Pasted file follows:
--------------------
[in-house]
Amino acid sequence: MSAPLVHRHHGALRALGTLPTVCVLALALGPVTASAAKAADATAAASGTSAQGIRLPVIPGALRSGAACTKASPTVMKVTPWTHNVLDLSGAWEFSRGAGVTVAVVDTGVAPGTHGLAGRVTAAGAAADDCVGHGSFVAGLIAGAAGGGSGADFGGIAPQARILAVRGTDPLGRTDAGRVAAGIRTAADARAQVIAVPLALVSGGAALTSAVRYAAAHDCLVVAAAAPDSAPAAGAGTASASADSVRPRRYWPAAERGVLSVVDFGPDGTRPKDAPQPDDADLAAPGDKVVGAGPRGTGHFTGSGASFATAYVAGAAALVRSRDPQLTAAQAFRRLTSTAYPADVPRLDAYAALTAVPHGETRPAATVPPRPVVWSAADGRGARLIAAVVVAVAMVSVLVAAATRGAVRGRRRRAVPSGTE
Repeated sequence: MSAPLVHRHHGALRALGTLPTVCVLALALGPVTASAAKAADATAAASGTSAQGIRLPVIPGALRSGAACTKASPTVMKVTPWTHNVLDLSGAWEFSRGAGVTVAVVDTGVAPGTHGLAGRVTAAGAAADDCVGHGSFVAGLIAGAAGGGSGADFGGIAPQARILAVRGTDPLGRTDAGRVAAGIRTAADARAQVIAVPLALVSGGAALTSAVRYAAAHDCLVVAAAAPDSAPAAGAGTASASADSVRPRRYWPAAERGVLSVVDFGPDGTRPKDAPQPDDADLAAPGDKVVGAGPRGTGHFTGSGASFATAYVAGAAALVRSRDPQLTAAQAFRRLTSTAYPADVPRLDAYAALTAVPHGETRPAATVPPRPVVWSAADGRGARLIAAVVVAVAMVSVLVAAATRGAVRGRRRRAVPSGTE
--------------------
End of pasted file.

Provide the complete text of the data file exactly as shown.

[in-house]
Amino acid sequence: MSAPLVHRHHGALRALGTLPTVCVLALALGPVTASAAKAADATAAASGTSAQGIRLPVIPGALRSGAACTKASPTVMKVTPWTHNVLDLSGAWEFSRGAGVTVAVVDTGVAPGTHGLAGRVTAAGAAADDCVGHGSFVAGLIAGAAGGGSGADFGGIAPQARILAVRGTDPLGRTDAGRVAAGIRTAADARAQVIAVPLALVSGGAALTSAVRYAAAHDCLVVAAAAPDSAPAAGAGTASASADSVRPRRYWPAAERGVLSVVDFGPDGTRPKDAPQPDDADLAAPGDKVVGAGPRGTGHFTGSGASFATAYVAGAAALVRSRDPQLTAAQAFRRLTSTAYPADVPRLDAYAALTAVPHGETRPAATVPPRPVVWSAADGRGARLIAAVVVAVAMVSVLVAAATRGAVRGRRRRAVPSGTE
Repeated sequence: MSAPLVHRHHGALRALGTLPTVCVLALALGPVTASAAKAADATAAASGTSAQGIRLPVIPGALRSGAACTKASPTVMKVTPWTHNVLDLSGAWEFSRGAGVTVAVVDTGVAPGTHGLAGRVTAAGAAADDCVGHGSFVAGLIAGAAGGGSGADFGGIAPQARILAVRGTDPLGRTDAGRVAAGIRTAADARAQVIAVPLALVSGGAALTSAVRYAAAHDCLVVAAAAPDSAPAAGAGTASASADSVRPRRYWPAAERGVLSVVDFGPDGTRPKDAPQPDDADLAAPGDKVVGAGPRGTGHFTGSGASFATAYVAGAAALVRSRDPQLTAAQAFRRLTSTAYPADVPRLDAYAALTAVPHGETRPAATVPPRPVVWSAADGRGARLIAAVVVAVAMVSVLVAAATRGAVRGRRRRAVPSGTE